Skip to content

Recent January Course Offerings (2022)

Global Energy and Geopolitics (Hederman)

Learn to analyze a broad range of energy matters from an international policy perspective. This course provides a foundation for understanding current international relations regarding energy and appreciating international dynamics around energy and closely related environmental issues. (PAI 700)

Public Management of Technology Development (O'Keefe)

The public sector is frequently both the consumer and regulator of technology advances.  For aspiring public managers, this course will examine the active and passive government influences, which can and have been exerted over technology and innovation management. For aspiring business managers and technical professionals in engineering or  information systems, this course will provide a perspective of the applications of public policy and public management practices and will offer constructive avenues on how government actions on behalf of the public may be anticipated. (PAI 771)

Follow the Money: Key Issues in Illicit Finance (Patel)

Develop your conceptual and practical understanding of how illicit actors exploit the financial industry, focusing on sanctions evasion, money laundering, organized crime, and terrorist financing, and consider the challenges faced by analysts, policymakers and bankers to mitigate financial crime risks in an evolving industry. This course examines how U.S. government agencies—law enforcement, regulators, national security organizations and the military—collaborate with international partners, non-profit organizations and the financial industry to identify, assess and combat financial crime threats. (PAI 700)

Recent May Course Offerings (2021)

Central Challenges in National Security Law and Policy (Baker)

Learn to integrate legal and policy analyses and how policy is made and implemented with significant legal guidance. Using a series of case study modules that jump off the front page, the course examines critically the hardest U.S. national security law and policy challenges of the decades ahead. From humanitarian interventions to critical international security threats, when and how should the U.S. intervene and what laws should govern that involvement? From issue of non-proliferation of nuclear weapons, to cyber security and technology implementation, to public health crisis, to civil-military relations, to global warming this course examines a range of issues, regions and international contexts.  (PAI 730)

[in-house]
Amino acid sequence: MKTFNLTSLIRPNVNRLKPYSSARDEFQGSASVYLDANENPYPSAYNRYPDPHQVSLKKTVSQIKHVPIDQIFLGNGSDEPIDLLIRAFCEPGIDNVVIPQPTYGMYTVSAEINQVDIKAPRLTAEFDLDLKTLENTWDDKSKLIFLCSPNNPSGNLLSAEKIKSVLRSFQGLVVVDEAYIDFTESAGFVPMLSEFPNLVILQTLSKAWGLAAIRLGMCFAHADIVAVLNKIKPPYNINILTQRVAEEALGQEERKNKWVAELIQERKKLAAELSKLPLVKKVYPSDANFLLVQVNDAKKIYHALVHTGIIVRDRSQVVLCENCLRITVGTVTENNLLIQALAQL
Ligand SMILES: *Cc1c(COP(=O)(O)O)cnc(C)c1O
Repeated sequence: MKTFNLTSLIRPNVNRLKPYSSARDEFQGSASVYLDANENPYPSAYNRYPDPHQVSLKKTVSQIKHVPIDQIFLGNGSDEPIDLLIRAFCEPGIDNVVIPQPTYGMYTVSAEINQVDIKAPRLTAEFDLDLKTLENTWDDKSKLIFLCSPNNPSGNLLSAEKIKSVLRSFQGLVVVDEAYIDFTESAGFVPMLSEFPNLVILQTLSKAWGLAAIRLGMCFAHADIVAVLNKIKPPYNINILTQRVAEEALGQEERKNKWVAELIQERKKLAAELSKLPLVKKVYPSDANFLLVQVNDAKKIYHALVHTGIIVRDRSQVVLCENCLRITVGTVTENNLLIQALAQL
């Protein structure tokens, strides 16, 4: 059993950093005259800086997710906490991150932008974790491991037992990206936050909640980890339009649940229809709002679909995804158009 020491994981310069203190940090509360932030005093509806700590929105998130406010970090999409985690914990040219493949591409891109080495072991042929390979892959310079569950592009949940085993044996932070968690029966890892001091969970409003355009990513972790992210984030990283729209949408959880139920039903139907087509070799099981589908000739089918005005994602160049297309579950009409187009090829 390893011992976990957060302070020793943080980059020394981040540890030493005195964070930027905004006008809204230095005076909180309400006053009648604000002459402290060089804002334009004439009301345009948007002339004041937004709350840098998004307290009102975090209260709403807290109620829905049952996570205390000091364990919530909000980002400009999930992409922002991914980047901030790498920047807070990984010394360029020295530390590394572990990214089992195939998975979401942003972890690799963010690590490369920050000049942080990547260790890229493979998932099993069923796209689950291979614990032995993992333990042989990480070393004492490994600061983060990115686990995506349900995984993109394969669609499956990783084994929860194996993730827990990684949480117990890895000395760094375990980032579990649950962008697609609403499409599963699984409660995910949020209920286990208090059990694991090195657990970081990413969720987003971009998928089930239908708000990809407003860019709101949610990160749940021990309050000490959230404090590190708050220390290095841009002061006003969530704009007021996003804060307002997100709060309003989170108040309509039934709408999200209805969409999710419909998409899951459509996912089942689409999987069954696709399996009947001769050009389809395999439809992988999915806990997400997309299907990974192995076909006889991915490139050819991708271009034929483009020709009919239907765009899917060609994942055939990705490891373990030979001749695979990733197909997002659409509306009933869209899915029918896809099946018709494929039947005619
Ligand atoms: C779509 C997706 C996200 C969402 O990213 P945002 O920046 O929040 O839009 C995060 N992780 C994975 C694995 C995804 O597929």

Current Policy Issues in US-Latin American Relations (French)

Discuss U.S. policy in Latin America with current and former government officials, scholars and non-governmental organization representatives. Beginning with an historical foundation from assigned readings, class lectures and discussions will focus on current policy issues: How did U.S. narcotics, terrorism, trade and immigration policies shape relations with Latin America under the current and previous administrations? What can/should the U.S. do to promote democracy in Venezuela, or security and prosperity in Bolivia, Haiti and Central America? What are China’s intentions in the region, and how should the U.S. respond? Can the region escape the boom-and-bust cycle of commodity-based economies? What does the COVID-19 pandemic reveal about the region’s social and economic structures? (PAI 703)

Athena Rising: Defense, Diplomacy and Development (McInnis)

The ancient Greeks knew that militarism without strategy was a losing proposition, which is why Athena—the multifaceted female god of art, war, empathy, protection, architecture and many other things besides—was the deity for victory.  This course uses the deity Athena as a heuristic in order to critically engage the structure and substance of U.S. national security policy. Over the duration of the class, students explore national security policy through the lenses of gender, creativity, storytelling, strategic empathy, and interagency structures in order to tease out how the U.S. might build better national security strategies and policies. 


Syracuse students pay SU graduate tuition for three credits, plus a fee of $200, billed in spring and summer. GSPIA students pay their home institution.

Kristen Patel

To Syracuse, DC, Hong Kong and back

Distinguished alumna Kristen (Kris) Patel is the Donald P. and Margaret Curry Gregg Professor of Practice in Korean and East Asian Affairs, teaching undergraduate and graduate classes in D.C. and Syracuse. With more than 25 years of experience leading intelligence and analytics programs in the public and private sectors, Patel returns to Maxwell directly from HSBC’s Compliance Office in Asia-Pacific, where she built and managed regional financial crime intelligence capability for one of the world’s largest banks.

Kristen Patel ’90 Econ/PST

Donald P. and Margaret Curry Gregg Professor of Practice in Korean and East Asian Affairs

Read the full announcement 

Maxwell in Washington, D.C.
1616 Rhode Island Avenue, N.W., Washington, D.C., 20036